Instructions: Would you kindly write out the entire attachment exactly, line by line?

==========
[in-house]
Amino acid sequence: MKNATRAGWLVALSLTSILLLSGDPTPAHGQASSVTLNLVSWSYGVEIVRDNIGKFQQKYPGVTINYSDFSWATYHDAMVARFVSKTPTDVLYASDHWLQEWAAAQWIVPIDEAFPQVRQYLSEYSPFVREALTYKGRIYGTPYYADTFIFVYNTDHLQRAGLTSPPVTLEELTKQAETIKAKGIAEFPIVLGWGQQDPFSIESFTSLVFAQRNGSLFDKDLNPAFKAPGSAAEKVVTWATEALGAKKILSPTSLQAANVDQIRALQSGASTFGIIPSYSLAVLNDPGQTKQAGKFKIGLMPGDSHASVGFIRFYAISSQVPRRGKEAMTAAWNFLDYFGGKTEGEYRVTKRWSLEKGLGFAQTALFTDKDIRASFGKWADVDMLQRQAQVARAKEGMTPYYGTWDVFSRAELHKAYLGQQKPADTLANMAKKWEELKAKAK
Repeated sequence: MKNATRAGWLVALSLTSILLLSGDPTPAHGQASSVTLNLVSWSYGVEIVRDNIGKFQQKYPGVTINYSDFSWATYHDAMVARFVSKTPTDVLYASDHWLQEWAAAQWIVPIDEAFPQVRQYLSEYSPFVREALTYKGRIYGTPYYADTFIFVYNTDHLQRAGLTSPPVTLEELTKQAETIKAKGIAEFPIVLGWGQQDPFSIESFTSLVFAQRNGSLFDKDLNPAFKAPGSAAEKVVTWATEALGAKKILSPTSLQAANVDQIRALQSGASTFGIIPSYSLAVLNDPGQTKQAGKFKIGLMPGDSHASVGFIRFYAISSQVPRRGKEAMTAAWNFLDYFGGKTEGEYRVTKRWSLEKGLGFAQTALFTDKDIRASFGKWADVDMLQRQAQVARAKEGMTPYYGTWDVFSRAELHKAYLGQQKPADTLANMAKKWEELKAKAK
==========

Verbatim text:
[in-house]
Amino acid sequence: MKNATRAGWLVALSLTSILLLSGDPTPAHGQASSVTLNLVSWSYGVEIVRDNIGKFQQKYPGVTINYSDFSWATYHDAMVARFVSKTPTDVLYASDHWLQEWAAAQWIVPIDEAFPQVRQYLSEYSPFVREALTYKGRIYGTPYYADTFIFVYNTDHLQRAGLTSPPVTLEELTKQAETIKAKGIAEFPIVLGWGQQDPFSIESFTSLVFAQRNGSLFDKDLNPAFKAPGSAAEKVVTWATEALGAKKILSPTSLQAANVDQIRALQSGASTFGIIPSYSLAVLNDPGQTKQAGKFKIGLMPGDSHASVGFIRFYAISSQVPRRGKEAMTAAWNFLDYFGGKTEGEYRVTKRWSLEKGLGFAQTALFTDKDIRASFGKWADVDMLQRQAQVARAKEGMTPYYGTWDVFSRAELHKAYLGQQKPADTLANMAKKWEELKAKAK
Repeated sequence: MKNATRAGWLVALSLTSILLLSGDPTPAHGQASSVTLNLVSWSYGVEIVRDNIGKFQQKYPGVTINYSDFSWATYHDAMVARFVSKTPTDVLYASDHWLQEWAAAQWIVPIDEAFPQVRQYLSEYSPFVREALTYKGRIYGTPYYADTFIFVYNTDHLQRAGLTSPPVTLEELTKQAETIKAKGIAEFPIVLGWGQQDPFSIESFTSLVFAQRNGSLFDKDLNPAFKAPGSAAEKVVTWATEALGAKKILSPTSLQAANVDQIRALQSGASTFGIIPSYSLAVLNDPGQTKQAGKFKIGLMPGDSHASVGFIRFYAISSQVPRRGKEAMTAAWNFLDYFGGKTEGEYRVTKRWSLEKGLGFAQTALFTDKDIRASFGKWADVDMLQRQAQVARAKEGMTPYYGTWDVFSRAELHKAYLGQQKPADTLANMAKKWEELKAKAK